August 8, 2020
On Thursday, July 30th, 2020, we hosted a video AMA on the Osmind community with Andrew Penn, UCSF researcher and MAPS Phase III MDMA-assisted psychotherapy therapist. You can find the full video here. Here is a summary of some of the key questions and answers from the AMA:
One of the things you have to keep in mind with this different modality is that this is way more than the medicine. Something that often happens is that the medicine will be put in the center. Not to say that medicine is not important but therapy should be in the front and the medicine should be catalyzing the therapeutic process.
So who is going to be able to give this therapy?
Historically, the role of the FDA has been to ensure that the drugs approved by their agency for clinical use are safe and effective. The FDA is good at regulating drugs but not good at regulating therapy, it’s a little uncharted for them. There are a lot of conversations about who should be allowed to be in the room during MDMA-assisted psychotherapy and the credentials of what those people should be, whether that be an MD, nurse, psychotherapist, etc.
We don’t know who the FDA will deem to be fit to provide this sort of therapy and it is yet to be determined. Ultimately, it is not entirely in our (the providers’) hands to decide.
It depends on the drug. With ketamine and higher doses, it’s more difficult to talk and it does tend to detach people from their body. Out of ketamine, MDMA, and psilocybin, MDMA is more conducive to conversation and has a prosocial profile. People tend to be more talkative and socially engaged with MDMA.
With that said, I’ve also seen people do deep inner work in that paradigm so it does vary from person to person.
Psychotherapy and grief is something I’ve had much interest in. We live in a culture that is very phobic of grief, the average job has a three-day funeral bereavement leave. We have this idea that grief should be very time-limited, but the reality is often much different. Francis Weller is a good colleague of mine who talks beautifully about grief and does research on the stages of grief. He discusses how there are many different strata of grief. For example, there is the obvious grief for things we care about and there is the grief for things we wanted to have but never had. We carry grief for the state of the world, especially now. We employ many different emotional strategies to avoid having to engage with grief:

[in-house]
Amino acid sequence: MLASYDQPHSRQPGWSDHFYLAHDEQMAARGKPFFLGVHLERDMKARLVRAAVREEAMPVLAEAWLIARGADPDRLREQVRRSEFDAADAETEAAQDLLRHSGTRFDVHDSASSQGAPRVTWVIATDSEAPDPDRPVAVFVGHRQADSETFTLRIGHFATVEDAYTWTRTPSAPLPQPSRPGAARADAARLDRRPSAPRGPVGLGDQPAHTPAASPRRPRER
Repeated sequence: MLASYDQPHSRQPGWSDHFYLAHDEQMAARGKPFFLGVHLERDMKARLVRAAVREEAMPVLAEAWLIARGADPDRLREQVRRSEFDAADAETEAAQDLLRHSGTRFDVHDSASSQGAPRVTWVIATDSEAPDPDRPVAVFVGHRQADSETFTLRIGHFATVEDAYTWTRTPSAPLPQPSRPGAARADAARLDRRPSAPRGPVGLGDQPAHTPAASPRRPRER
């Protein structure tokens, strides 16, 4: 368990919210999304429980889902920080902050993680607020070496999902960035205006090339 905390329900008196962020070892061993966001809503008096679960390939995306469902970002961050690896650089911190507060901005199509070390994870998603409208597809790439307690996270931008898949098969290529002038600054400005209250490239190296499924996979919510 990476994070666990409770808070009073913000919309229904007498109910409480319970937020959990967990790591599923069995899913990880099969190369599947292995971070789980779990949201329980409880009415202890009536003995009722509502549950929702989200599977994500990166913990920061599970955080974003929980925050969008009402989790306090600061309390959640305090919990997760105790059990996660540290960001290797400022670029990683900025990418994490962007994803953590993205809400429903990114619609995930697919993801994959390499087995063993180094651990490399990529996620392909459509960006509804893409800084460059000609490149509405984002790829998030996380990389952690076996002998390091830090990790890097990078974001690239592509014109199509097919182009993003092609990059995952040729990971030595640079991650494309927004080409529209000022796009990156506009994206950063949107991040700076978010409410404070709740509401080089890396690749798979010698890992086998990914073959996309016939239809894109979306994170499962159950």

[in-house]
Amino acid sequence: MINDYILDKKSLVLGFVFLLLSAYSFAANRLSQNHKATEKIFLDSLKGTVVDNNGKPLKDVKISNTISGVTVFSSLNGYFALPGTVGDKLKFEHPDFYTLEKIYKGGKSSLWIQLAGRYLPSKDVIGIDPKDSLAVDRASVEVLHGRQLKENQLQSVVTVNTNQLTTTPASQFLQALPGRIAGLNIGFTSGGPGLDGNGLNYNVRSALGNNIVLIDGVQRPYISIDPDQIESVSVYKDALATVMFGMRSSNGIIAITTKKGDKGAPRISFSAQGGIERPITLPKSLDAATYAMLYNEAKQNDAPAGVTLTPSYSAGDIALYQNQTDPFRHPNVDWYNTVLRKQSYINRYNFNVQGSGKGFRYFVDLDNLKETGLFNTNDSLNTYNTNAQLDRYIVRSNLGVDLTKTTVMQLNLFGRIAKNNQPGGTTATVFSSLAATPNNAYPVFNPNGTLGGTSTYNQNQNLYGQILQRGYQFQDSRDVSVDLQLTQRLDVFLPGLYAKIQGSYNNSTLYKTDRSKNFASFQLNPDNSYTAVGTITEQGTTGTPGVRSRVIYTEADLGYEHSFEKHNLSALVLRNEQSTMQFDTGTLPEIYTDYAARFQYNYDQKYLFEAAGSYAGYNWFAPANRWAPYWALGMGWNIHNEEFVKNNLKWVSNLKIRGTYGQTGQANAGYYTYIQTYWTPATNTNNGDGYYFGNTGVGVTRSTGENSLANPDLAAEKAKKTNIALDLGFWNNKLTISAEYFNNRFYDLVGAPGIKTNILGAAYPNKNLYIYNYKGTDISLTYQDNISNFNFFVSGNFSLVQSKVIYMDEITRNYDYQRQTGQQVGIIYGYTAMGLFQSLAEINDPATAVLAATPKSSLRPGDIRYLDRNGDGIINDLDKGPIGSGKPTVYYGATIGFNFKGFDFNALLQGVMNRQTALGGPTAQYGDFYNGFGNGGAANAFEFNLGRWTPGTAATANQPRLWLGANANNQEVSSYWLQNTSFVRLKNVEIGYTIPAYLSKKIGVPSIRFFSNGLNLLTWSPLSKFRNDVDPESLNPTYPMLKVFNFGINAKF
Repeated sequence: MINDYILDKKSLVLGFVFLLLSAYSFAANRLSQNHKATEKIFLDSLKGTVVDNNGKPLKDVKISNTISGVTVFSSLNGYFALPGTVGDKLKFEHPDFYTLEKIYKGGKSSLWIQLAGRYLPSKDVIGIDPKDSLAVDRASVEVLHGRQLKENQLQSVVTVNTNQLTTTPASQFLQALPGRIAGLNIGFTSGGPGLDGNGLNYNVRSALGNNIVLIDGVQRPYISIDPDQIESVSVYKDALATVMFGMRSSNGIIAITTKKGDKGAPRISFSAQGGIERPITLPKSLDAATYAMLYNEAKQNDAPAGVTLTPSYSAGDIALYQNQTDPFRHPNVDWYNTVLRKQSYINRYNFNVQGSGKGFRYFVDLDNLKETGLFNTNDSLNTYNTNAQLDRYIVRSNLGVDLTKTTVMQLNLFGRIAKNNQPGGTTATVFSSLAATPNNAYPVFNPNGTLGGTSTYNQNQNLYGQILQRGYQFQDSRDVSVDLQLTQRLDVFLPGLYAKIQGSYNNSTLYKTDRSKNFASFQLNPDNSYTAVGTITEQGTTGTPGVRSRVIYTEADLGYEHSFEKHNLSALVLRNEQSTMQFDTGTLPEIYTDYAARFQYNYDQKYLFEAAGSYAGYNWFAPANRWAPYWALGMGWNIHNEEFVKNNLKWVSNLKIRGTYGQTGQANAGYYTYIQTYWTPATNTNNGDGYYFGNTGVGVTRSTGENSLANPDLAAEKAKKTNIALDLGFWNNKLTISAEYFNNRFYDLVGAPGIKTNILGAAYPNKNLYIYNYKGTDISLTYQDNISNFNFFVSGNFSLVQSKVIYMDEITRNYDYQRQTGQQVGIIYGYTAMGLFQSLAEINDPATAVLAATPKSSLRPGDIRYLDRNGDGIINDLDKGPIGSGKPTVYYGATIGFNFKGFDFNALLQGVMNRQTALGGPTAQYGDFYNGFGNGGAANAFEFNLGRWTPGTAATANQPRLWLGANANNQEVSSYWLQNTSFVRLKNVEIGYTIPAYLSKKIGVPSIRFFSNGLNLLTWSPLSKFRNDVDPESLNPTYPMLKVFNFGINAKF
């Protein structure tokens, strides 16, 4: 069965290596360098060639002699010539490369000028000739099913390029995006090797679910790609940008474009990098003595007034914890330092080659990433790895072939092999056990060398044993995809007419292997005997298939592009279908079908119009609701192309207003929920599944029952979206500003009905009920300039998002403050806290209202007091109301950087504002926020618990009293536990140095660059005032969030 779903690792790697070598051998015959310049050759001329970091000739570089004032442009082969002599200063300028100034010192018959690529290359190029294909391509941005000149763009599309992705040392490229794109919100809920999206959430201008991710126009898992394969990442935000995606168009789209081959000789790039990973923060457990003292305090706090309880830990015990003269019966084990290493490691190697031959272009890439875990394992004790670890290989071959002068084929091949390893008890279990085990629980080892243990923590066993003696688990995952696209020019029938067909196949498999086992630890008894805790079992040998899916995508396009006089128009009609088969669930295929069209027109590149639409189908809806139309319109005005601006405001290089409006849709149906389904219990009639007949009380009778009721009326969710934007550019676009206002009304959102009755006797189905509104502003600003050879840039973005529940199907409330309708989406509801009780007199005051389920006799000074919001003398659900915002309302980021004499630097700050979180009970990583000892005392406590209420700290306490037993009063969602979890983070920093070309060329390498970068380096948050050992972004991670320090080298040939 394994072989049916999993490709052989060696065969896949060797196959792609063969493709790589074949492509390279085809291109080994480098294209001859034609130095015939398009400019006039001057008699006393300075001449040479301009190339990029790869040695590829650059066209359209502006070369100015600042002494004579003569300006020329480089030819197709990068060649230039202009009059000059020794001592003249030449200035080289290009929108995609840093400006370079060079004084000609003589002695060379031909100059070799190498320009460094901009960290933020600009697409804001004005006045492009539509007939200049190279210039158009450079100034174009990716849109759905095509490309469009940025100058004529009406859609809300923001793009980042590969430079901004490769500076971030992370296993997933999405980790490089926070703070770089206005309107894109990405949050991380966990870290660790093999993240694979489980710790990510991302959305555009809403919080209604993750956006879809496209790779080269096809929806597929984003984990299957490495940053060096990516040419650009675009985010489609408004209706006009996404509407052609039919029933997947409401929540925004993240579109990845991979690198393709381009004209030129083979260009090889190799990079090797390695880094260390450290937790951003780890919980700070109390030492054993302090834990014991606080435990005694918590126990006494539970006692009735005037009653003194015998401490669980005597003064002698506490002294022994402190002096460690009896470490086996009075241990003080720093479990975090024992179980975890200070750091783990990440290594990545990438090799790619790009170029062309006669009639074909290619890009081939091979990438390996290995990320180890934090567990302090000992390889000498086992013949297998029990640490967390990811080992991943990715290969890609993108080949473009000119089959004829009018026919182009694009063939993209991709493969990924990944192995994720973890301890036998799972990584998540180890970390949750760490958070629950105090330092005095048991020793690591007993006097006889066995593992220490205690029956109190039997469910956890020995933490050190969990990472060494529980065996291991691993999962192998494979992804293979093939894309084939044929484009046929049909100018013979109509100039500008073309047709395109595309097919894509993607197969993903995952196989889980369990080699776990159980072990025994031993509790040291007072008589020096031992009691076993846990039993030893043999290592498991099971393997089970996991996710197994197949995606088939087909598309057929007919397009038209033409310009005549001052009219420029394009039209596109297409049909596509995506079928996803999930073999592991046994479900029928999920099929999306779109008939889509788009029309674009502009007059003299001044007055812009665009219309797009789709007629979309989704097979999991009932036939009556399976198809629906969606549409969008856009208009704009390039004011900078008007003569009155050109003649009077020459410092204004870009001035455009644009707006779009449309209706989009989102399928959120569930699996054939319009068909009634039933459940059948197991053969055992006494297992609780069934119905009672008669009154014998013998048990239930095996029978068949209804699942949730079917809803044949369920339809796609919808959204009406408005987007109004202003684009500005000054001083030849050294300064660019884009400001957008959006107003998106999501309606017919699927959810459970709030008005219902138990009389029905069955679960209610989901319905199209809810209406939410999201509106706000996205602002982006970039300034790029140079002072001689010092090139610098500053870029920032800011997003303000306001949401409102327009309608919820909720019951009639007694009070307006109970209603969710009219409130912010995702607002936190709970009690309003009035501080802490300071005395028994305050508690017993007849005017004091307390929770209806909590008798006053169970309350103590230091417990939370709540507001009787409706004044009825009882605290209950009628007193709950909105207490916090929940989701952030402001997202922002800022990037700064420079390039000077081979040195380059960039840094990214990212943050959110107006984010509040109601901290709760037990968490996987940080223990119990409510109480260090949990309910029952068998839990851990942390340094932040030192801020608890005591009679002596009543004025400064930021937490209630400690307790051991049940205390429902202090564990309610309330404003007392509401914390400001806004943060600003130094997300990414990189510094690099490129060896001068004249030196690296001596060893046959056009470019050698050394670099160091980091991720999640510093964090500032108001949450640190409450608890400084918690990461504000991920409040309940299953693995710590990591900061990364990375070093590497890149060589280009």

Grief should be a communal experience, and what’s tragic about COVID is that we can’t have funerals in the way that we normally would. We kind of have to shake off our grief experience.
The best way to find any information on clinical trials is to go to https://clinicaltrials.gov/, which is a National Institute of Health (NIH) sponsored website. Any study starting out needs to register through this site. It’s very user-friendly with a google type interface where you can search for a certain drug or condition and find clinical trials related to what you’re looking for!
Andrew also had a question for the Osmind community. If you’ve ever had a psychedelic-assisted therapy session, we’d love for you to share your experience. Make sure to stay tuned in on the community platform for the next AMA!
Osmind’s mission is to maximize patient access to innovative mental health treatments where other therapies have failed. We do that by building software to improve the patient experience, empower providers to deliver better care, and help life sciences organizations get psychedelic medicine and other groundbreaking therapies onto the medical market.
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